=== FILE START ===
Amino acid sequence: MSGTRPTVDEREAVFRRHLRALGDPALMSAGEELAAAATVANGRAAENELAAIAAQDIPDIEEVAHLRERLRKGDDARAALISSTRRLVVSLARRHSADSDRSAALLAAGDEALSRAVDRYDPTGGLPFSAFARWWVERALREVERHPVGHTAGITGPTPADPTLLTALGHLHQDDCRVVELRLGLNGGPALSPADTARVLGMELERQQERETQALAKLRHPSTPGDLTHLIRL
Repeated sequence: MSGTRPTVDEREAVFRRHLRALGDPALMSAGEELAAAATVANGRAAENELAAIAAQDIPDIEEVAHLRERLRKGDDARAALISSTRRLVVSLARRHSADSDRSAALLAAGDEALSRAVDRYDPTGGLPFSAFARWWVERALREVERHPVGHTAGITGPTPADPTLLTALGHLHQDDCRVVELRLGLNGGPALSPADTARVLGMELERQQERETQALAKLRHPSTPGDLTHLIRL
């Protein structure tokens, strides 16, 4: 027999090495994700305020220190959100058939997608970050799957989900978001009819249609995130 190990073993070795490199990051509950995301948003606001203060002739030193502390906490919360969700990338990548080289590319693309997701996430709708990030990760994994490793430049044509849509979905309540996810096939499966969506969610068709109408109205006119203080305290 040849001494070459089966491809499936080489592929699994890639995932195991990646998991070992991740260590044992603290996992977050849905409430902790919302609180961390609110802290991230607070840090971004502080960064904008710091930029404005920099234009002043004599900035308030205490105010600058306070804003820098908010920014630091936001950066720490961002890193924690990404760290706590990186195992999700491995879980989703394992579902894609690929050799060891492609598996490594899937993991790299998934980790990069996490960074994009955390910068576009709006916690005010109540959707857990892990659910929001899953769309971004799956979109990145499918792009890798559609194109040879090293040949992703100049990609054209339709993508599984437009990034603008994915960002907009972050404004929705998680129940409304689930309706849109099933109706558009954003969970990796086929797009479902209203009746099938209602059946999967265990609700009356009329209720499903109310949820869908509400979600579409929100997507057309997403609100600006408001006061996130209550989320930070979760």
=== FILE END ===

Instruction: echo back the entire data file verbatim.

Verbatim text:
Amino acid sequence: MSGTRPTVDEREAVFRRHLRALGDPALMSAGEELAAAATVANGRAAENELAAIAAQDIPDIEEVAHLRERLRKGDDARAALISSTRRLVVSLARRHSADSDRSAALLAAGDEALSRAVDRYDPTGGLPFSAFARWWVERALREVERHPVGHTAGITGPTPADPTLLTALGHLHQDDCRVVELRLGLNGGPALSPADTARVLGMELERQQERETQALAKLRHPSTPGDLTHLIRL
Repeated sequence: MSGTRPTVDEREAVFRRHLRALGDPALMSAGEELAAAATVANGRAAENELAAIAAQDIPDIEEVAHLRERLRKGDDARAALISSTRRLVVSLARRHSADSDRSAALLAAGDEALSRAVDRYDPTGGLPFSAFARWWVERALREVERHPVGHTAGITGPTPADPTLLTALGHLHQDDCRVVELRLGLNGGPALSPADTARVLGMELERQQERETQALAKLRHPSTPGDLTHLIRL
């Protein structure tokens, strides 16, 4: 027999090495994700305020220190959100058939997608970050799957989900978001009819249609995130 190990073993070795490199990051509950995301948003606001203060002739030193502390906490919360969700990338990548080289590319693309997701996430709708990030990760994994490793430049044509849509979905309540996810096939499966969506969610068709109408109205006119203080305290 040849001494070459089966491809499936080489592929699994890639995932195991990646998991070992991740260590044992603290996992977050849905409430902790919302609180961390609110802290991230607070840090971004502080960064904008710091930029404005920099234009002043004599900035308030205490105010600058306070804003820098908010920014630091936001950066720490961002890193924690990404760290706590990186195992999700491995879980989703394992579902894609690929050799060891492609598996490594899937993991790299998934980790990069996490960074994009955390910068576009709006916690005010109540959707857990892990659910929001899953769309971004799956979109990145499918792009890798559609194109040879090293040949992703100049990609054209339709993508599984437009990034603008994915960002907009972050404004929705998680129940409304689930309706849109099933109706558009954003969970990796086929797009479902209203009746099938209602059946999967265990609700009356009329209720499903109310949820869908509400979600579409929100997507057309997403609100600006408001006061996130209550989320930070979760």